Boron

Boron is an incredibly versatile element that forms over 230 chemical compounds and has been recommended by both Eastern and Western medical traditions to promote health.

Boron is referred to as an essential trace element: "esssential" in the sense that it plays crucial roles in multiple fundamental biologic processes in plants, animals, and humans; "trace" in the sense that relatively smaller amounts of boron are needed in the human body compared to the more ever-present  minerals such as iron, calcium, and phosphorous. 

6 Musculoskeletal Benefits of Boron

1. Supports Joint Health

Scientific studies indicate boron boosts joint health via multiple mechanisms. Boron enhances magnesium absorption and magnesium plays a vital role in  joint health. Boron also stimulates the synthesis of proteins that support healthy collagen growth and cartilage formation. Furthermore, boron helps the immune system function properly and not inadvertently damage joint tissue. Finally, boron through activation of various extracellular enzymes boosts the intrinsic strength and resilience of the cartilage architecture. 

 

Turkish researchers probed the association between boron intake and osteoarthritis prevalence. The authors determined that in areas where boron intake is greater than or equal to 1 mg/d, the approximated incidence of arthritis ranges from 20% to 70%. In contrast, in areas where boron intake is commonly 3 to 10 mg/d, investigators approximated an incidence of arthritis ranging from 0% to 10%.(Korkmaz M, Sayli U, Sayli BS, et al. Estimation of human daily boron exposure in a boron-rich area. Br J Nutr. 2007;98(3):571-575.)

 

Australian researchers conducted a double-blind pilot study, in which study participants were treated with supplementation 6mg /day for 8 weeks. One out of two participants in the treatment group reported decreased joint pain, decreased joint swelling, and an increase in joint range of motion. (Newnham et al. Environ Health Perspect 102(Suppl  7)1994:83-85.)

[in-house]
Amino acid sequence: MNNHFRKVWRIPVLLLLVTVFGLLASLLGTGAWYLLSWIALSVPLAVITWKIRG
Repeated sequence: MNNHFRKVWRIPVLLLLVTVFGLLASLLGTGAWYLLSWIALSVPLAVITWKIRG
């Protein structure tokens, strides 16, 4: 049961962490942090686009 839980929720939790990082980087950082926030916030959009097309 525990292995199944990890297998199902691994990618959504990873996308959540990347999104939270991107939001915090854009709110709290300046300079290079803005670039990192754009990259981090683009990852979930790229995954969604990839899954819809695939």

2.   Supports Bone Health

Some research suggests boron reduces calcium and magnesium loss. These two vital minerals are essential for bone heath and proper bone density. Moreover, boron is thought to positively influence estrogen to promote bone health. Boron has also been shown to boost mineralization of bone producing cells called osteoblasts. Furthermore, boron stimulates the production of proteins that enhance bone growth.

 

In a study of postmenopausal women, the USDA demonstrated that women supplemented with 3 mg/d of boron for 28 days excreted 44% less calcium than controls. (Nielsen FH, Hunt CD, Mullen LM, Hunt JR. Effect of dietary boron on mineral, estrogen, and testosterone metabolism in postmenopausal women. FASEB J. 1987;1(5):394-397.)

3.  Supports Muscle Health

Scientific investigation implies that boron may increase the amount of free testosterone  circulating around the body. Testosterone is an important regulator and promoter of healthy muscle mass. Testosterone helps boost protein conversion to muscle and reduces muscle protein breakdown.

Iranian researches showed that Boron supplementation 10 mg/day for 7 days significantly increased free testosterone levels in study participants. In their study the free testosterone increased significantly. (Naghii MR, Mofid M, Asgari AR, Hedayati M, Daneshpour MS. Comparative effects of daily and weekly boron supplementation on plasma steroid hormones and proinflammatory cytokines. J Trace Elem Med Biol. 2011;25(1):54-58.)

4.  Boron Supplementation is Associated with Pain Reduction

 

American scientists investigated the effect of boron supplementation in subjects with knee discomfort. The treatment group received calcium fructoborate 110 mg twice per day for  14 days.  The study reported statistically significant reduction in knee discomfort as reported by participants. (Pietrzkowski Z, Phelan MJ, Keller R, Shu C, Argumedo R, Reyes-Izquierdo T. Short-term efficacy of calcium fructoborate on subjects with knee discomfort: a comparative, double-blind, placebo-controlled clinical study. Clinical Interventions in Aging. 2014;9:895-899. doi:10.2147/CIA.S64590.)

5.  Boron is Associated with Decreased Inflammatory Markers

Human studies have revealed that boron supplementation is associated with reduction of C-reactive protein, ESR, and Tumor Necrosis Factor Alpha. C-reactive protein, ESR, and Tumor Necrosis Factor Alpha are proteins in the body that are considered to be markers of inflammation. Chronic inflammation can cause collateral damage to healthy bone, muscle, and joint tissue.

 

After 1 week of boron supplementation 6mg/d, Iranian scientists demonstrated a decrease in C-reactive protein and Tumor Necrosis Factor Alpha levels of 50% and 30%, respectively. (Naghii MR, Mofid M, Asgari AR, Hedayati M, Daneshpour MS. Comparative effects of daily and weekly boron supplementation on plasma steroid hormones and proinflammatory cytokines. J Trace Elem Med Biol. 2011;25(1):54-58.)